I’m sitting at the railway station, got a ticket for my destination.

The rock’n’roll rumor is that Paul Simon wrote Homeward Bound here at Lime Street Station and I’m just gonna say it one more time:

I FUCKING LOVE THIS CITY.

(Sorry, Mom.)

My mom gets mad when I cuss. But I do. I love it so much it commands the explicative. But they’d pronounce it ‘fooking’ here — with a hard K. Kinda like the steaming milk noise on a cappuchino machine.

Try it: fooKing.

Questions:

*So, girls. What was the Beatle highlight of the trip?

Angie: “Riding around Woolton, Liverpool. Then John’s house at Mendips.”

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Jennifer: “Learning Beatle history to a masterfully planned soundtrack. Like driving past the Penny Lane roundabout during *that* point in the song.” (Thanks again, Ian.)

Non-Beatle Highlight?

Angie: “Definitely that night at Baltic Fleet. That’ll never be replicated.”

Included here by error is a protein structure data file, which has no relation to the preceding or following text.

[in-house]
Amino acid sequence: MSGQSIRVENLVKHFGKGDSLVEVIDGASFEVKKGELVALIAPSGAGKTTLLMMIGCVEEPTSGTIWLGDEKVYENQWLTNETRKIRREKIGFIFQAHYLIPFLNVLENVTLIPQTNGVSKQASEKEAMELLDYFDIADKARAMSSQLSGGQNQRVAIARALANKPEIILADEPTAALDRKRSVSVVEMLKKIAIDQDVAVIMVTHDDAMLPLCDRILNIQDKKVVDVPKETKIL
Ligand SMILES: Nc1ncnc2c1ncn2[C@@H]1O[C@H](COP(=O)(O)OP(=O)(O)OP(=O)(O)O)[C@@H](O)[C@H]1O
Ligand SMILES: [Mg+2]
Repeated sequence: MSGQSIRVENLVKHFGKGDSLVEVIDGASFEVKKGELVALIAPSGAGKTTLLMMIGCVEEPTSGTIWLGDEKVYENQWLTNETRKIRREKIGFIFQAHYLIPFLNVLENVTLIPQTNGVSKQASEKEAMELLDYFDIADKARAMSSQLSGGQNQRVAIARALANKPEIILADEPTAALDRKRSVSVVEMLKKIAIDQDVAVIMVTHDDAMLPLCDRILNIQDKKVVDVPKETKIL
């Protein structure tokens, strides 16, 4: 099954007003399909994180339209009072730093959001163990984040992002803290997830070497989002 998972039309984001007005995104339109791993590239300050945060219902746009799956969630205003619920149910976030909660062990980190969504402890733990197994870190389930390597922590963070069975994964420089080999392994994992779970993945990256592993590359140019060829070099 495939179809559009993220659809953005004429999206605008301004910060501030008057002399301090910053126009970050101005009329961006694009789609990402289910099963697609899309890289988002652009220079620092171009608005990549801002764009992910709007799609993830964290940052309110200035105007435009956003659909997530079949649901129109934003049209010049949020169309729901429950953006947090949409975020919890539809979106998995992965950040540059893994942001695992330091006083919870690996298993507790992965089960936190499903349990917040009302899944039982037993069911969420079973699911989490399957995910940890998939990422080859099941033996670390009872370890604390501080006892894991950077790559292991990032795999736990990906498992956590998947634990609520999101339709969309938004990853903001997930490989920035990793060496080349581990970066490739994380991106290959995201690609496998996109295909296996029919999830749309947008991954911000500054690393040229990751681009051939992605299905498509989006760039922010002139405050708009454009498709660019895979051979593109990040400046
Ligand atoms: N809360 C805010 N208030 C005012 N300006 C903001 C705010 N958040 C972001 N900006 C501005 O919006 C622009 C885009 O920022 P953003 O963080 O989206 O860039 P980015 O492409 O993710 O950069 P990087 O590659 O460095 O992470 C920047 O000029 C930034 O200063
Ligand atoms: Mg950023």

Jennifer: “I agree. That was magical. Thank God I got video. Oh and those delicious accents!”

Just listen how they pronounce ‘Liverpool’ *swoon*

Best Liverpudlian Dining Experience?

Angie: “The Lebanese one: Bakchich. Mowgli for atmosphere, though.”

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Jennifer: “That’s tough. I’m gonna say Mowgli. But that fish today was off the hook, too.”

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And which Beatle tune sums up your time in Liverpool? You know, encapsulates the experience?

Angie: “And I Love Her. No, wait. I changed my mind. Something.”

Jennifer: “Probably In My Life.”